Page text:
Cheer your own portfolio
Peter Lynch once wrote, "The best stock to buy may be the one you already own." Unfortunately, that can be difficult to practice if you've picked stocks that go up.
And that's why I've twice been caught cheering for Garmin to get pummeled. The first time, I wanted to own the stock. The second time was spring 2005. First-quarter growth disappointed the market, and a $62 stock at Christmas became a $39 stock by the end of April. But get this: Nothing had appreciably changed with the company. I started buying more at $40 when the insiders started buying and doubled my holdings. The stock is trading back up to $69 level. With good fourth-quarter results showing the expected robust Christmas sales (researching the online retailers in December showed a very prominent and strong Garmin position), I'm starting to get gleeful again. As a late Christmas gift, could we get a few more downgrades out there and drive this to $50? Please?
Cheer when you shouldn't be
The danger in all of this cheering is that you catch a falling knife and double down before all the bad news is out. Consider what happened when I bought shares in Shaw Group at $22.
Shaw made money on engineering and maintenance contracts from power-plant construction projects. When some counterparties began to default on those contracts, the stock fell from $32 to $16. I cheered that fall and bought more at $16.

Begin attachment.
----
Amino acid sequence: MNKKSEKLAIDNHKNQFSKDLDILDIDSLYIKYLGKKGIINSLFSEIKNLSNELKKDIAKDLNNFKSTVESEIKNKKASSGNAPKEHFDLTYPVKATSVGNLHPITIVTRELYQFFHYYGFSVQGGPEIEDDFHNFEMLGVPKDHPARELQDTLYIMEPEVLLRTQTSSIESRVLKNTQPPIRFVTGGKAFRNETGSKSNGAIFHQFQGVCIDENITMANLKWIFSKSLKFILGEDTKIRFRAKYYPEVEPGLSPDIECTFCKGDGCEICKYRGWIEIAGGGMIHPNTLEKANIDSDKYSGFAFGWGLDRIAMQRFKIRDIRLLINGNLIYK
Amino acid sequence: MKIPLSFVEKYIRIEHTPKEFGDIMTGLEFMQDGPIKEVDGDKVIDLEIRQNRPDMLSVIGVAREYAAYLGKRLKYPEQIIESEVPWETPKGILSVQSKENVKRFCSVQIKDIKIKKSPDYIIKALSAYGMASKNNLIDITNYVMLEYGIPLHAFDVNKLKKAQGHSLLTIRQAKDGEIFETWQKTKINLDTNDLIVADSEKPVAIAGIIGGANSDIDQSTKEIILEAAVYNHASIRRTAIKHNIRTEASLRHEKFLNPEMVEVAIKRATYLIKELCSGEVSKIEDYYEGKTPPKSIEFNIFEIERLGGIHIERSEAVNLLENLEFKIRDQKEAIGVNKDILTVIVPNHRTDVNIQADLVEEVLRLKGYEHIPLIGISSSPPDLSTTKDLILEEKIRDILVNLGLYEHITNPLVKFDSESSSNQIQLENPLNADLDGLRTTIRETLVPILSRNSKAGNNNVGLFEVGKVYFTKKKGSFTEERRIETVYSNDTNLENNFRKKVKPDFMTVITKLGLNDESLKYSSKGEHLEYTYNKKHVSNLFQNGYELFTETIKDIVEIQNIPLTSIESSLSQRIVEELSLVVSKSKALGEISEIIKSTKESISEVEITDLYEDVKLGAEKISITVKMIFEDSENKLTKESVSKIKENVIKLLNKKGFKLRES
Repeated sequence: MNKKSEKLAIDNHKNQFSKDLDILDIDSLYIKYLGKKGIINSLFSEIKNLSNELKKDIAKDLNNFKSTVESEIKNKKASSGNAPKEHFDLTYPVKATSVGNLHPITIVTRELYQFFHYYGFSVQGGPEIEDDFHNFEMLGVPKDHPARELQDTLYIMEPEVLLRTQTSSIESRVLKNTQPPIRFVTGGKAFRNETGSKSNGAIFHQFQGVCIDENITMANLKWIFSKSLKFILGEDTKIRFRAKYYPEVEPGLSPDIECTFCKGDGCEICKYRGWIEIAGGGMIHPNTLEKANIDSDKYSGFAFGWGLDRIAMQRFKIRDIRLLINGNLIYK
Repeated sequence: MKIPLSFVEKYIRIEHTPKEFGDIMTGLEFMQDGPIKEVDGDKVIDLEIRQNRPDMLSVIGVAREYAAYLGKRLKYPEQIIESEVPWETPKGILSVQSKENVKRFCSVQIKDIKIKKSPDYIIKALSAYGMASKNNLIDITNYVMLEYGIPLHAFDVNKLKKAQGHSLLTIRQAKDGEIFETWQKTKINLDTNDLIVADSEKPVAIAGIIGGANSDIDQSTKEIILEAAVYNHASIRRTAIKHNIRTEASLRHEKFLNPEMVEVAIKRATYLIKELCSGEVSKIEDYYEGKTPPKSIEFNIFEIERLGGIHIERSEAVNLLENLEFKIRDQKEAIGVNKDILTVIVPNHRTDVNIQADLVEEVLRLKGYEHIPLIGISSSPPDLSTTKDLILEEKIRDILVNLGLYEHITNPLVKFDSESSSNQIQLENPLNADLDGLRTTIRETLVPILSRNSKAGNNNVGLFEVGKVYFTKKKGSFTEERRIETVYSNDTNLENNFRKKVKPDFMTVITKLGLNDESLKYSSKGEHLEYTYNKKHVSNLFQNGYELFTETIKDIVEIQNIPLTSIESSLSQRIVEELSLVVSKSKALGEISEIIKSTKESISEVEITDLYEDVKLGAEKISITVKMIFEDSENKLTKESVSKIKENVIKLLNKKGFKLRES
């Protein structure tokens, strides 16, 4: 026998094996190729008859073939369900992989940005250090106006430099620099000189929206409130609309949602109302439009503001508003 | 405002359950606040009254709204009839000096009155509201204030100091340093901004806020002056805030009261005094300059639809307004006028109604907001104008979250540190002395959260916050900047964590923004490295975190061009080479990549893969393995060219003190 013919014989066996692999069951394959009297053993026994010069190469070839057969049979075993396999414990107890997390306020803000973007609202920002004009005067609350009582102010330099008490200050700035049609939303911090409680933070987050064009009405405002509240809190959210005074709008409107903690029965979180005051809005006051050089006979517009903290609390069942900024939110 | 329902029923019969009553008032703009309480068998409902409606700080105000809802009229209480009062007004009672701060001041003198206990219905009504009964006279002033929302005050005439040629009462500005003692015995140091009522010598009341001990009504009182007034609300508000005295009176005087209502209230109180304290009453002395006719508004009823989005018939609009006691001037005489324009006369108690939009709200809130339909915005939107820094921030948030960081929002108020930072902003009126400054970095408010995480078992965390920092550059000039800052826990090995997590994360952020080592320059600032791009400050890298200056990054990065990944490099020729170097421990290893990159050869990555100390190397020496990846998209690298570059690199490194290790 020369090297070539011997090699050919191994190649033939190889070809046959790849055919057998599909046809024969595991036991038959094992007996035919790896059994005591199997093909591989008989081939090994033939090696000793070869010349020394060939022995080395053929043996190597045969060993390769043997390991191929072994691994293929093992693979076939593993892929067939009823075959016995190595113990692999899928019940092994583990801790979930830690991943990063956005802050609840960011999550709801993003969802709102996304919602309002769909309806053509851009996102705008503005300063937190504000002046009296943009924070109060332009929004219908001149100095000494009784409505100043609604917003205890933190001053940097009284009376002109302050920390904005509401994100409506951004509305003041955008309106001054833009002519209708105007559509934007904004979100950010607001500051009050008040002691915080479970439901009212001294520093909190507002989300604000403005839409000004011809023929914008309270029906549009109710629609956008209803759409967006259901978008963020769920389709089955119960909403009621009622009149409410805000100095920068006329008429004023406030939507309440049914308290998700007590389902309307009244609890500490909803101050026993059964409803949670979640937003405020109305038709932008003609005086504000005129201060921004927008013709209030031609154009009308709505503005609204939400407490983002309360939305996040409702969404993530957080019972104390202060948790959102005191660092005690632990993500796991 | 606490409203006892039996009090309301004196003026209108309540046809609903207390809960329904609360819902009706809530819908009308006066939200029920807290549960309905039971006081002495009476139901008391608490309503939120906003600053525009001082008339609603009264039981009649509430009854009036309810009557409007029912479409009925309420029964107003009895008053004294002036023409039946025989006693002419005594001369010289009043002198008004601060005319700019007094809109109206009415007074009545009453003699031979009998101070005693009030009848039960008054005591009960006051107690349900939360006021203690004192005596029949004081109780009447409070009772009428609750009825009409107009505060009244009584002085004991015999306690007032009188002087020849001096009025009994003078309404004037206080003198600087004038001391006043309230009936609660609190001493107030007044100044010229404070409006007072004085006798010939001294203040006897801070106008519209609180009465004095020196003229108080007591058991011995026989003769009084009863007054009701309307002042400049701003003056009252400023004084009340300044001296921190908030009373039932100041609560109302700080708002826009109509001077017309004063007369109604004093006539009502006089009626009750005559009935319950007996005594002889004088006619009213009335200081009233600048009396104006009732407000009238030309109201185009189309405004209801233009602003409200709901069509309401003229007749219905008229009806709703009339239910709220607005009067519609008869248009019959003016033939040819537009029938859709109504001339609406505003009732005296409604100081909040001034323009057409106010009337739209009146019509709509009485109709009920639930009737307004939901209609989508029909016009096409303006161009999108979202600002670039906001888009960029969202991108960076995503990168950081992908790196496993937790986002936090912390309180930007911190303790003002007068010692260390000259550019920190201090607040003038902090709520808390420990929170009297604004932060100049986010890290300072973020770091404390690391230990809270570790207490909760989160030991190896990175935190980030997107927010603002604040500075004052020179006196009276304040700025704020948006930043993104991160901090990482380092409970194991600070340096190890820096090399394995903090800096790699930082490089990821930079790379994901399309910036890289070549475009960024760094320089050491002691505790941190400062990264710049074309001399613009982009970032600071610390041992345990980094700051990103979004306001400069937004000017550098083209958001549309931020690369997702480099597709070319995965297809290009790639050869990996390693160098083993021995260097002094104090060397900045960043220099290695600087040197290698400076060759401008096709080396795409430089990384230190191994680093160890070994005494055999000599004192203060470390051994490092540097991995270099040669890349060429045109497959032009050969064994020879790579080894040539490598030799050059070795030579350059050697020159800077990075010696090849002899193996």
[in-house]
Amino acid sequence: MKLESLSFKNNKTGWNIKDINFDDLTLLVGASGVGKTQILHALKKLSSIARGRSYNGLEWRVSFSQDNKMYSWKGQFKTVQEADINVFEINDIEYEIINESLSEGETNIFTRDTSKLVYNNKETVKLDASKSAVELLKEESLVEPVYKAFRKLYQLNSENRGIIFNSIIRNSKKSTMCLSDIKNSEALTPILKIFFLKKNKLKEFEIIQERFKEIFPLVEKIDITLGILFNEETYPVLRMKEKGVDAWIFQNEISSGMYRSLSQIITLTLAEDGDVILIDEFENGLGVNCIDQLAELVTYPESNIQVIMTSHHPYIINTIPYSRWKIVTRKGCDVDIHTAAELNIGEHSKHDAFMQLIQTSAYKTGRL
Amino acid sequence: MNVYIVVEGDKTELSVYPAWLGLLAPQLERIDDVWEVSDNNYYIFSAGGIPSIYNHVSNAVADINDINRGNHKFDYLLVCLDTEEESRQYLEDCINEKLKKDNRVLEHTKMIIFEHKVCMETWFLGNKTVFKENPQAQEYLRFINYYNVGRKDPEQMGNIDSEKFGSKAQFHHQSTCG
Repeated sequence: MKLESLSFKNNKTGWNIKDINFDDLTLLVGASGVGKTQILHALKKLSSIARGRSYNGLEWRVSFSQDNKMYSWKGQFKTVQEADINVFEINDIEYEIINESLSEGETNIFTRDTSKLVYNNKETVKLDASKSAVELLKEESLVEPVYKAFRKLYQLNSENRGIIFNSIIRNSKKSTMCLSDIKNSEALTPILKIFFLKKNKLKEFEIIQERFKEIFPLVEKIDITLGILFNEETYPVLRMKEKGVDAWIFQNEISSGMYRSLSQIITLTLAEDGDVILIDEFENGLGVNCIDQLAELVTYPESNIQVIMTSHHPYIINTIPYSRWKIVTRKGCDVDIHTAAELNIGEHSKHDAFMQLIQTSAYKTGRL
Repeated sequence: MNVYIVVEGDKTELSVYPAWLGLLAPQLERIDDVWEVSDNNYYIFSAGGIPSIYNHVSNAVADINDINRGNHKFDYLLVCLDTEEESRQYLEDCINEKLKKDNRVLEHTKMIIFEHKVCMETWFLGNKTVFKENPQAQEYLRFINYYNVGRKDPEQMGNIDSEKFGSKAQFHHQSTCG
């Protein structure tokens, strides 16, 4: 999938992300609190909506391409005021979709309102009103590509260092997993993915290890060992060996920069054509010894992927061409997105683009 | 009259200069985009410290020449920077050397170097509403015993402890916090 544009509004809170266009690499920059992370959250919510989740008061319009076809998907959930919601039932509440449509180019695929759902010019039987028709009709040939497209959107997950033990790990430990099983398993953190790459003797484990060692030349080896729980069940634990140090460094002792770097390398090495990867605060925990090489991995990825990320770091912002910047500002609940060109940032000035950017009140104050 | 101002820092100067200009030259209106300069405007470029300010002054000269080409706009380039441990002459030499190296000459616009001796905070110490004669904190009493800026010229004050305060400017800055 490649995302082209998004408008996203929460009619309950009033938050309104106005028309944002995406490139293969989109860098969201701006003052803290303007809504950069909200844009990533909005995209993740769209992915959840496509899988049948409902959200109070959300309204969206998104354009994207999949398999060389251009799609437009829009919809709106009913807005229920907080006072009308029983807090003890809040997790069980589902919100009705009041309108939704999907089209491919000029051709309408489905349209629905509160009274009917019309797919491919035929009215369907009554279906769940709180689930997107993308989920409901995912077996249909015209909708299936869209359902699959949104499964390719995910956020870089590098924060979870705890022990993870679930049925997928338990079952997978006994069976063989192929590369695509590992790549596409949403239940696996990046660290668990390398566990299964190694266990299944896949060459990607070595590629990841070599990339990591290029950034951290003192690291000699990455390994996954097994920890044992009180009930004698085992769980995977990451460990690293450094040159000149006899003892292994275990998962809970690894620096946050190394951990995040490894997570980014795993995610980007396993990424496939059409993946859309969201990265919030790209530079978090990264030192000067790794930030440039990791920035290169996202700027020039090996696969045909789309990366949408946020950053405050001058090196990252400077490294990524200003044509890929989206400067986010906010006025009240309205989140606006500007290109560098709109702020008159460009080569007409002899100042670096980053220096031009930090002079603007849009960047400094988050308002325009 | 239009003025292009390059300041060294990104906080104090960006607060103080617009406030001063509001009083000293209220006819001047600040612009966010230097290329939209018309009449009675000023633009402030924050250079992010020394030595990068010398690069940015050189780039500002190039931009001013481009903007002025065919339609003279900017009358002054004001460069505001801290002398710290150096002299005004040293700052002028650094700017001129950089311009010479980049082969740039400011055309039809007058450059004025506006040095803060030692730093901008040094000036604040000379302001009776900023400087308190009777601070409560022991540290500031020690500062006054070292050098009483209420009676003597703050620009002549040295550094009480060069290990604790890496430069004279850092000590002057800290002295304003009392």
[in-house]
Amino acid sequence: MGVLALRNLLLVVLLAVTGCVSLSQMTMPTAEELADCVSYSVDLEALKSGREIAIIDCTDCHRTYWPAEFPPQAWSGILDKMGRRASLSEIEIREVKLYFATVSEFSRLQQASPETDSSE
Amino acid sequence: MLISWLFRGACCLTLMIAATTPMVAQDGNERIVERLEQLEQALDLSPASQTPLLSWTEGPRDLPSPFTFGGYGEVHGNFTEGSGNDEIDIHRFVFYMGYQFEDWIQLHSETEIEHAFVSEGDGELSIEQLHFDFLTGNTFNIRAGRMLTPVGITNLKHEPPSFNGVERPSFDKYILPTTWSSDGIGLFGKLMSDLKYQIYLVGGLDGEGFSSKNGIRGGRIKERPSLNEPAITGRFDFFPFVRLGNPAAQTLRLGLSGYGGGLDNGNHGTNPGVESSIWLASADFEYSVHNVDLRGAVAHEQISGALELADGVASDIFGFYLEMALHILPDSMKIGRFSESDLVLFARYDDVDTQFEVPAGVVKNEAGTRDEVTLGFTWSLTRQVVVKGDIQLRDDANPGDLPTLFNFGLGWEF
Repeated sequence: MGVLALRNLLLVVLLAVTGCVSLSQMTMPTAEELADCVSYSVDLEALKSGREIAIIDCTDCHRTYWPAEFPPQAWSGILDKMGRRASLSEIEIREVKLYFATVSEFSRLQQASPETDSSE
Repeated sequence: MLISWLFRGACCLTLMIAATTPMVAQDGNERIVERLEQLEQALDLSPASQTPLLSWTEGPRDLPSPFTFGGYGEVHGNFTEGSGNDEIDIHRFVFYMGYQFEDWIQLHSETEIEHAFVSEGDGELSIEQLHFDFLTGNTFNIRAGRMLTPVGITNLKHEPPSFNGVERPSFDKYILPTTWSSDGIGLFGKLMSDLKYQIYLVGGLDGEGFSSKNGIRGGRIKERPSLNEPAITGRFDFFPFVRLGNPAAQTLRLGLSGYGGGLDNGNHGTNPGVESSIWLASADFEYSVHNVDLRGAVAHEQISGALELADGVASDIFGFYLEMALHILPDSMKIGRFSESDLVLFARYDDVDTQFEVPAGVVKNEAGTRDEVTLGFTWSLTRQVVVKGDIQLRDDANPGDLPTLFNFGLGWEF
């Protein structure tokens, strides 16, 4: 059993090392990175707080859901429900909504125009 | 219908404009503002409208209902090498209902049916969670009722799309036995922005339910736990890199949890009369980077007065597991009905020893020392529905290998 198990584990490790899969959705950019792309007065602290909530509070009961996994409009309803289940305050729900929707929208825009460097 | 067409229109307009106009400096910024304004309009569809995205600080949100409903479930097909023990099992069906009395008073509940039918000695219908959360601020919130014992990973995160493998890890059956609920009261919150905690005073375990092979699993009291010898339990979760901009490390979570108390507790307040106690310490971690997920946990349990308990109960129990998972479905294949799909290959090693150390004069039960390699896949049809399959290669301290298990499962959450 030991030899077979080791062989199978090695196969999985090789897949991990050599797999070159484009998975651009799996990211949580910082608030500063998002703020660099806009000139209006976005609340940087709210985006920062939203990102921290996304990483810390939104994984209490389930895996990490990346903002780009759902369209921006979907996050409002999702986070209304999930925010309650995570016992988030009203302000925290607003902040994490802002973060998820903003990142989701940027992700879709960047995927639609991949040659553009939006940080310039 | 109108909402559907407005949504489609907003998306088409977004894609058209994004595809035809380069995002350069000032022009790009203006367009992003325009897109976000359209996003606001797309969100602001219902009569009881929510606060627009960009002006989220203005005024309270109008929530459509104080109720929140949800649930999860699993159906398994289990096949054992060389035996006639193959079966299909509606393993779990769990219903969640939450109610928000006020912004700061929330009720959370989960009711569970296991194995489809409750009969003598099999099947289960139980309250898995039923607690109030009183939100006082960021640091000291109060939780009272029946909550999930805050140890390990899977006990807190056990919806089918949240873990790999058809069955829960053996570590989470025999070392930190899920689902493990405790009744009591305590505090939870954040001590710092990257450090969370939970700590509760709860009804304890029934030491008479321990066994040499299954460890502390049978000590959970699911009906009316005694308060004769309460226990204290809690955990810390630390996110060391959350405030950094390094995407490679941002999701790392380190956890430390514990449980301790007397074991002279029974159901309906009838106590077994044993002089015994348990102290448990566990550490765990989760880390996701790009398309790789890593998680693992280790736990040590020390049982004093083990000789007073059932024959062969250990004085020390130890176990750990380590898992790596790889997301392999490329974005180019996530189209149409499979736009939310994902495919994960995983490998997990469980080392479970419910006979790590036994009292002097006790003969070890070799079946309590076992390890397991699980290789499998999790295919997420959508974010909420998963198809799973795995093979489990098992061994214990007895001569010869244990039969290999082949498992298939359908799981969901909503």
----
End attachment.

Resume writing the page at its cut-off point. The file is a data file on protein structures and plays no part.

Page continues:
How foolish (small-f) of me. You see, I missed a key characteristic of the company's debt. Convertible to equity at a price far higher than the current stock price, the debt also had a proviso for the debtholders to "put" the debt back to the company if conversion was not likely. As the company went cash-flow negative stemming from the contract defaults, it was clear that the put option would be exercised, and Shaw would need to find a lot of cash it didn't have. That $16 stock quickly became a $10 stock.
The Foolish bottom line
The key is knowing when you should cheer on a stock's demise and when you should run away screaming. How do you do that? By knowing the value of your company, the debt structure, the options on that debt, the CEO's middle name ... you get the idea.
That kind of due diligence will help you profit from the market's values, and it's just the kind of due diligence that lead analyst Philip Durell does at Inside Value. To date, he and his team are beating the market by more than three percentage points on the back of 28 active recommendations. To access all of the buy reports and most recent updates, click here to take a 30-day free trial. There is no obligation to subscribe.
Because if you can't knock any holes in your investment thesis, then get out those disaster pom-poms ... I mean, bullhorn. And trust me, no one will think less of you!
CDW and Garmin are Stock Advisor recommendations. Home Depot is an Inside Value recommendation. This article was originally published on Oct. 5, 2005. It has been updated.
Jim Gillies owns shares of Garmin and has the following Garmin option positions: Short Jan. 2008 $35 puts, Short Jan. 2008 $55 puts, Long Jan. 2008 $55 Calls. Cheering on the misfortunes of others doesn't make Jim a bad person, does it? The Motley Fool has a disclosure policy .